US To Slash Military Aid to Egypt Over NY Cabbies Death

Story ByLee Bullen, Sub EditorJoseph Golder, AgencyNewsflash

The US Department of State is reportedly considering cutting a large chunk of its 1.3-billion-USD military aid to Egypt over the death of an American taxi driver in a Cairo prison in January.

Mustafa Kassem, a 54-year-old Egyptian-American cab driver, reportedly died of heart failure on 13th January while on hunger strike in prison.

His lawyer claimed the New York taxi driver, who had other underlying health conditions, died while the Egyptian authorities ignored his release forms.


While visiting his wife and children in Cairo in 2013, the naturalised US citizen was reportedly arrested at a demonstration on Rabaa Square.

He was then held without charges for five years before being sentenced to 15 years in prison in 2018 in a mass trial with hundreds of other defendants charged with trying to overthrow the government, according to reports.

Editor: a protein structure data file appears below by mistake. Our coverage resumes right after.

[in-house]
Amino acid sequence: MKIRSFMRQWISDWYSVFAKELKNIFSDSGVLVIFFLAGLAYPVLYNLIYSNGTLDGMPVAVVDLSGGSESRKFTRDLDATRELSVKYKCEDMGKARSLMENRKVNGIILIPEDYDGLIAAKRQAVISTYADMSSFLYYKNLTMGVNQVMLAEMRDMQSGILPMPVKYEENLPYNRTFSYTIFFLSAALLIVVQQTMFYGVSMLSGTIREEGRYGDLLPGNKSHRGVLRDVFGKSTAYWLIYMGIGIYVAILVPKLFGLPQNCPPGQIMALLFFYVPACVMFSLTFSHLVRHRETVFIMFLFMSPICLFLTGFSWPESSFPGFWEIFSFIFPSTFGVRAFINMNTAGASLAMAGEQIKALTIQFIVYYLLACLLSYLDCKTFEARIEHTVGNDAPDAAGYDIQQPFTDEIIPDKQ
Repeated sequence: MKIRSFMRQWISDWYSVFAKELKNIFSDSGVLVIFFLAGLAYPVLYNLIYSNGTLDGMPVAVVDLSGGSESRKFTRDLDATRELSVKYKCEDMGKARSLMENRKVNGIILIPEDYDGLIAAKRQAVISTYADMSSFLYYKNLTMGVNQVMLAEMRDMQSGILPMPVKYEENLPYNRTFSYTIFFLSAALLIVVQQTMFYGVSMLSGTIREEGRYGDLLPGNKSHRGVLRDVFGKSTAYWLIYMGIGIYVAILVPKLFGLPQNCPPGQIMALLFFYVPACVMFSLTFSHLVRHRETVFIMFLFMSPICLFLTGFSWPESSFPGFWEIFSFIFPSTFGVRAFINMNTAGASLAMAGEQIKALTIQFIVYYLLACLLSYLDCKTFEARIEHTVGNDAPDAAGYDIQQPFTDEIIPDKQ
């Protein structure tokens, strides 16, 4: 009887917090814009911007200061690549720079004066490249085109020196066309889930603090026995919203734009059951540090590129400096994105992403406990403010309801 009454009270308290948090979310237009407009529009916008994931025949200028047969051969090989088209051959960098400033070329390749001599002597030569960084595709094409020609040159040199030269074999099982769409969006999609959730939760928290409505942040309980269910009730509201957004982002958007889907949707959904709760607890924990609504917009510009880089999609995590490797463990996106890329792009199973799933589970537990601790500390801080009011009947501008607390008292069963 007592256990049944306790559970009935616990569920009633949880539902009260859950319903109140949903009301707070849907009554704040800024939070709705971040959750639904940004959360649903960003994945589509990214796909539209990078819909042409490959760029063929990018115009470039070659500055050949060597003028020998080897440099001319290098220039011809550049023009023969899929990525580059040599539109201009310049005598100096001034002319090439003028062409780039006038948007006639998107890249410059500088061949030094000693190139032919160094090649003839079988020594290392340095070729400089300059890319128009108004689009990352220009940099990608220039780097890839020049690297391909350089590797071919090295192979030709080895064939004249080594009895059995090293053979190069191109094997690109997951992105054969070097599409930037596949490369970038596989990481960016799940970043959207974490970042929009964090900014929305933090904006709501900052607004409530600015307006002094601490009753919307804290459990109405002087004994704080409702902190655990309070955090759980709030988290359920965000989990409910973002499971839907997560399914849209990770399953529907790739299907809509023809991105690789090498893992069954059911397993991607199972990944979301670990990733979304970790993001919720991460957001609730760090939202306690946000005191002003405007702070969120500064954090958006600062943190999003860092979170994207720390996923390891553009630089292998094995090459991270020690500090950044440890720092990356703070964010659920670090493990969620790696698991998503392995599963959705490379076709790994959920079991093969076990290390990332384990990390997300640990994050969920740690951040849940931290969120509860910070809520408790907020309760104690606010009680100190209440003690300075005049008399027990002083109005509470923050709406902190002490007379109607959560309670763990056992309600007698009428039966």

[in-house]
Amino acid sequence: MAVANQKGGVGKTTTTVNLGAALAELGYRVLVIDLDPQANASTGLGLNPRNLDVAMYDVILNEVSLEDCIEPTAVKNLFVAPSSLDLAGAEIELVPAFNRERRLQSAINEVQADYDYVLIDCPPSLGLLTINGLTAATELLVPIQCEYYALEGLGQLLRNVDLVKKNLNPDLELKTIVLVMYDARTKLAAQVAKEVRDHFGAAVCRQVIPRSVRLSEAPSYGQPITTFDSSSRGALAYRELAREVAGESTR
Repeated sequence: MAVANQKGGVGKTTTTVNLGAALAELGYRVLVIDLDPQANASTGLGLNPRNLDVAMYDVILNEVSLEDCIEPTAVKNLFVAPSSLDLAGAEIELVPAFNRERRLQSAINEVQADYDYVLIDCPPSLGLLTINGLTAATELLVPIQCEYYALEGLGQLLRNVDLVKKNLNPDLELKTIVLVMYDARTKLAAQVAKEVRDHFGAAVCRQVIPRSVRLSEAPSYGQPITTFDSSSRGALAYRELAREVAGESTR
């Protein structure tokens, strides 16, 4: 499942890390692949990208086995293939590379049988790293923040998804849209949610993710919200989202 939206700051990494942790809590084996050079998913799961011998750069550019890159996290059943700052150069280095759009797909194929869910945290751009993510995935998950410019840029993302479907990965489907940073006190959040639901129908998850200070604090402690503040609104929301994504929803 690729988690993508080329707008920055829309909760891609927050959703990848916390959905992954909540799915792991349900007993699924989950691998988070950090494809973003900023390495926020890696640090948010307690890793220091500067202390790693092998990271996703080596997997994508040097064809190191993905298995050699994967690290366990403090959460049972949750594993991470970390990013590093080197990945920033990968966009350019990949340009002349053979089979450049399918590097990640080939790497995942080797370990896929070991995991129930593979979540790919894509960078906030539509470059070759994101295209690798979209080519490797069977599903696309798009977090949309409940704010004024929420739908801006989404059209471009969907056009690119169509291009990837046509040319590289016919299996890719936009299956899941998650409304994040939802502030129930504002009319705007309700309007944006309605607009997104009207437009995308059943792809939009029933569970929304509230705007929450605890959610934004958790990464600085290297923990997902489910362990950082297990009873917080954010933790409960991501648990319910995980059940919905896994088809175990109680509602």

Kassem always maintained his innocence and said that he did not take part in the demonstrations.


Four sources told Foreign Policy magazine that a memo from the US State Department’s Bureau of Near Eastern Affairs to Mike Pompeo, the US secretary of state America is considering slashing up to 300 million USD (241 million GBP) in military aid to Egypt over Kassem’s death.

Reports added that Egypt typically enjoys a good relationship with the US and was the second largest recipient of US military aid.

President Donald Trump has been accused of overlooking human rights violation in Egypt, a country linking northeast Africa with the Middle East, in the past and he has repeatedly praised Egyptian President Abdel Fattah Al-Sisi.


According to reports, Democratic senators Patrick Leahy and Chris Van Hollen urged Pompeo to withhold 300 million USD in aid, in accordance with laws passed since the Arab Spring, back in February.

The senators also called for sanctions against the Egyptian officials responsible for the taxi driver’s imprisonment and subsequent death in custody.

It is unclear whether the senators’ letter influenced the memo sent by the State Department in March.

Pompeo and US Vice President Mike Pence both tried to secure Kassem’s release before his death, according to local media.

Prior to the incident, the US authorities had reportedly been discussing expanding military aid to Egypt by several billion USD.

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